Blizzard, 1984

Happy Polar Vortex 2019!

If you’re in the cold’s path, reader, stay safe. Protect yourself; you’ll want those fingers and toes when the world thaws.

Let’s look back together to a blizzard long, long ago. Enjoy the following story I wrote (first published on December 31, 2015):

The February wind sliced through our coats as we hustled into the mall in Fargo, North Dakota. 1984 had rushed in with punishing sub-zero temperatures, and the packed snow squeaked like Styrofoam under our feet. My nervousness from the MMTA (Minnesota Music Teachers Association) district piano contests had eased off an hour earlier. In front of the judges, my memory had led my fingers through the motions, but my nerves quashed any passion I could have layered into the song. And so it came out bland but mostly accurate. Oh well. Done for another year. And now was the time for shopping. What more could a thirteen-year-old girl want?

My sisters—nine-year-old Olive and six-year-old Flo—and I milled around to my favorite stores: Lerner, Claire’s Boutique, Stevensons, Vanity, Contempo. As we walked, I tossed a furtive glance at Spencer’s Gifts; I could never go there because Mom thought the place was raunchy—especially the posters and other items in the back of the store. We passed by, and she zipped in to B. Dalton to browse through some books. Later, Flo tugged her sleeve as we neared the Orange Julius. Mom pulled out some cash, and while we slurped the creamy goodness through straws, we looked out the mall’s glass doors at the end of the corridor.

“The snow’s really coming down.” Mom shook her head, wide-eyed. “I should call Dad and see what he knows about the roads.”

She rummaged through her purse for change and then made a beeline for the pay phones. Olive, Flo, and I listened while she discussed the weather with Dad. Terms like black ice and whiteout peppered her end of the conversation. After some minutes, she hung up, and the pay phone gulped down her coins.

“Dad thinks it might clear up if we wait a little longer before heading home.” But Mom’s mouth was a straight line, her brow furrowed.

As we continued to roam from store to store, a voice boomed out an announcement over the mall’s loudspeakers:

“This is the West Acres Mall Management. We are closing the mall due to dangerous weather conditions. For safety reasons, everyone must remain inside. We will keep our restaurants open to serve you, and for those with diabetes or other medical conditions, Walgreens will help you with insulin or other medications. Thank you.”

We girls tittered with excitement. For a 1980s teenager like me, being locked into a shopping mall was like Brer Rabbit being thrown into a briar patch.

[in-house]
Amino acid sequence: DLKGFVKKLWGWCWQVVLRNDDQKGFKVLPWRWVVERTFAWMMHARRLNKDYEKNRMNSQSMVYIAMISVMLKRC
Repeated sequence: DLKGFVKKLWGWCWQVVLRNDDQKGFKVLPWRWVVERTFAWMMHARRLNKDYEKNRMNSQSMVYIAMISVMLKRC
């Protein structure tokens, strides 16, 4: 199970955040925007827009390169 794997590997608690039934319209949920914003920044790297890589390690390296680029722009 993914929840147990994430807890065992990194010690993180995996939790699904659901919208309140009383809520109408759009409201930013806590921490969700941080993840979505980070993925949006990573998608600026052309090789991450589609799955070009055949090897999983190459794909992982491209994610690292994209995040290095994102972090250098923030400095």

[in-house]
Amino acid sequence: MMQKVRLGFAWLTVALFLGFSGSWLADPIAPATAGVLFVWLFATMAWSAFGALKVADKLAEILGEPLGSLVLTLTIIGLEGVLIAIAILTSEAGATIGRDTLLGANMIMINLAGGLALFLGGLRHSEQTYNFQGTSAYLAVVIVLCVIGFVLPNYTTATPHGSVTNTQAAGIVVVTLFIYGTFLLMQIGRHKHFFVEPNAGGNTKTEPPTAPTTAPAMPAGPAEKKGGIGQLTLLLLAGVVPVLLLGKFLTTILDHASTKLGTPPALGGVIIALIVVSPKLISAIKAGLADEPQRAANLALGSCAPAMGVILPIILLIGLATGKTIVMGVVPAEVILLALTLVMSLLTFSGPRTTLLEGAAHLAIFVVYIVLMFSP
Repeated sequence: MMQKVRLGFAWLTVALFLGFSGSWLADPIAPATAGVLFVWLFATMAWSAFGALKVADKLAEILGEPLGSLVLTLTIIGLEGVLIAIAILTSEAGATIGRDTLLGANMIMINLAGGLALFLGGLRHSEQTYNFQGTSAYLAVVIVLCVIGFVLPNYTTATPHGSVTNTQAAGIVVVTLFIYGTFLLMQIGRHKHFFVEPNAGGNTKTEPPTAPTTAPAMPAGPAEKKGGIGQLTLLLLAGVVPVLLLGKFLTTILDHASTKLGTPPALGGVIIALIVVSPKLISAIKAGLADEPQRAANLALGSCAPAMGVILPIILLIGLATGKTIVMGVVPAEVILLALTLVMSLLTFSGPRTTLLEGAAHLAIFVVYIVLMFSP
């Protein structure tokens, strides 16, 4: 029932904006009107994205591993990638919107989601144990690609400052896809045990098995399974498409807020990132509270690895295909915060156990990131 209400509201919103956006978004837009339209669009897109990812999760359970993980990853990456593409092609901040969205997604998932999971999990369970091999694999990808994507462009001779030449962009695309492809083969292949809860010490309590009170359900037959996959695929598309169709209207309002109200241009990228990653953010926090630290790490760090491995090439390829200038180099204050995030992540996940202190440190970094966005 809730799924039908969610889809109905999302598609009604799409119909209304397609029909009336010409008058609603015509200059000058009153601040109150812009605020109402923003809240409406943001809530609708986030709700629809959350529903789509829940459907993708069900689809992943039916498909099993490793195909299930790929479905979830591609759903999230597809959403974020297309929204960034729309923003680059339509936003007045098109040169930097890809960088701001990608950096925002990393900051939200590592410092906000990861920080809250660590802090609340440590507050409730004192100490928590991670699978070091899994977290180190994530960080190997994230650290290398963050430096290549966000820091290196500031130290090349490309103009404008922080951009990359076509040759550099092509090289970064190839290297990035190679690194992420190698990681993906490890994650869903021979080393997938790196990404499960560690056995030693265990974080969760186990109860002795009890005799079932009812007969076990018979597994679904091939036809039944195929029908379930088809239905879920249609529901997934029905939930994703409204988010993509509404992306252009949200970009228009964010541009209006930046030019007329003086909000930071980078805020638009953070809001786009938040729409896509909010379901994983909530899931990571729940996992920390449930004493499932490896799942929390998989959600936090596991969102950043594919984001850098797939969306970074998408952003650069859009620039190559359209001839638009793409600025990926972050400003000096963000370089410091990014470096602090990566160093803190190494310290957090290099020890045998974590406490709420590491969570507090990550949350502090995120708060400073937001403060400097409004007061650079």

“I guess I won’t be driving home on glare ice after all.” Mom’s face softened. “I’ll call and tell Dad the news.”

In the evening, employees tugged their store grates shut, locking them for the night. But one store rigged up a TV and VCR and played Black Stallion for the captive masses.

Finally, it was time to sleep. We curled up on a small carpeted area on the floor in front of Foxmoor. Our stocking caps stuffed with scarves served as pillows, our coats as blankets.

The thrill of the adventure staved off the chill of the hard floor. But we awakened early the next morning anyway, along with the other confined shoppers who were rousing in storefronts near ours. The voice on the loudspeaker invited us to breakfast at a restaurant which fed us the only sustenance it had left: pancakes and water.

At last, the mall management unlocked the doors, and we were free to leave. The morning air stung our faces as we trudged through the drifted parking lot. Our car’s engine sputtered to life, and the stiff seats under us warmed. But the sight of vehicles stuck in the lot and strewn about in ditches and on roadways jarred us as we rolled out of town.

At home later that evening, we watched the news and learned that after that storm on February 4, 1984, authorities found Fargo’s 19th Avenue full of cars—most of them covered in drifts. Drifts as high as speed limit signs. And just outside West Acres Mall—where we had taken shelter—a number of people had lost their lives.

All these years later, I think of our story and shiver. Shopping malls: saving teenage girls from social embarrassment since forever. Who knew they could save lives too?

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*Names in this blog have been changed to protect my family, neighbors, and friends in the neighborhood, and in a nod of appreciation to the beloved Swedish author Maj Lindman, I’ve renamed my three blondies Flicka, Ricka, and Dicka.